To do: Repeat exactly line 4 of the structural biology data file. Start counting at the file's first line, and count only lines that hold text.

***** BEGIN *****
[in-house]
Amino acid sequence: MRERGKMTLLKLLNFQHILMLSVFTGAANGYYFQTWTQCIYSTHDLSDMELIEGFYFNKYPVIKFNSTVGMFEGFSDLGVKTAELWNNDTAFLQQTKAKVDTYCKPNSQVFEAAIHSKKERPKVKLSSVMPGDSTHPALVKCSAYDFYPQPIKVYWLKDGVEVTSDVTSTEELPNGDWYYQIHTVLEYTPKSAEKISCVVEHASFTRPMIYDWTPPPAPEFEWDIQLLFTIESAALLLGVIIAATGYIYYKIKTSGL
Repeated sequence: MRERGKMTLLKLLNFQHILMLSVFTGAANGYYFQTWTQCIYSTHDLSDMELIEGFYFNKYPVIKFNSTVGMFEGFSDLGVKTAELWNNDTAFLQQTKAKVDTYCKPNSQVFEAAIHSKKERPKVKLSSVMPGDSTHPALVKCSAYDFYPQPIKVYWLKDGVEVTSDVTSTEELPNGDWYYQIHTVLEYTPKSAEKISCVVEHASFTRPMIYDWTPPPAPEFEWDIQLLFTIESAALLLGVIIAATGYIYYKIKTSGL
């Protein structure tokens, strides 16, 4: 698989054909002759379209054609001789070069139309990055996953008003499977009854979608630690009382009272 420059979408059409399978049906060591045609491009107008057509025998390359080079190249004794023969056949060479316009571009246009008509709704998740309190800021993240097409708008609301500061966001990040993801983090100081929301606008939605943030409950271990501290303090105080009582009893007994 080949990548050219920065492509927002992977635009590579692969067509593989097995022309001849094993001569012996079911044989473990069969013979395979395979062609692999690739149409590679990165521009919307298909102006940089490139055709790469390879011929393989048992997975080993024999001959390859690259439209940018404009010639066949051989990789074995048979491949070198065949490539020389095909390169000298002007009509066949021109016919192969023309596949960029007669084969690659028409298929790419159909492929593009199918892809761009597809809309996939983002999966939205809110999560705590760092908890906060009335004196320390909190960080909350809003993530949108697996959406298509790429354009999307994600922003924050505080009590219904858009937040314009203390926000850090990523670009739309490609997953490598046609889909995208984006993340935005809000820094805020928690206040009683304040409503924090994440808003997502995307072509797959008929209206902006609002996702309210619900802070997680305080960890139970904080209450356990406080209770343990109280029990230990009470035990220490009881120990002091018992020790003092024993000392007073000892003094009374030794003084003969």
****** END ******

């Protein structure tokens, strides 16, 4: 698989054909002759379209054609001789070069139309990055996953008003499977009854979608630690009382009272 420059979408059409399978049906060591045609491009107008057509025998390359080079190249004794023969056949060479316009571009246009008509709704998740309190800021993240097409708008609301500061966001990040993801983090100081929301606008939605943030409950271990501290303090105080009582009893007994 080949990548050219920065492509927002992977635009590579692969067509593989097995022309001849094993001569012996079911044989473990069969013979395979395979062609692999690739149409590679990165521009919307298909102006940089490139055709790469390879011929393989048992997975080993024999001959390859690259439209940018404009010639066949051989990789074995048979491949070198065949490539020389095909390169000298002007009509066949021109016919192969023309596949960029007669084969690659028409298929790419159909492929593009199918892809761009597809809309996939983002999966939205809110999560705590760092908890906060009335004196320390909190960080909350809003993530949108697996959406298509790429354009999307994600922003924050505080009590219904858009937040314009203390926000850090990523670009739309490609997953490598046609889909995208984006993340935005809000820094805020928690206040009683304040409503924090994440808003997502995307072509797959008929209206902006609002996702309210619900802070997680305080960890139970904080209450356990406080209770343990109280029990230990009470035990220490009881120990002091018992020790003092024993000392007073000892003094009374030794003084003969």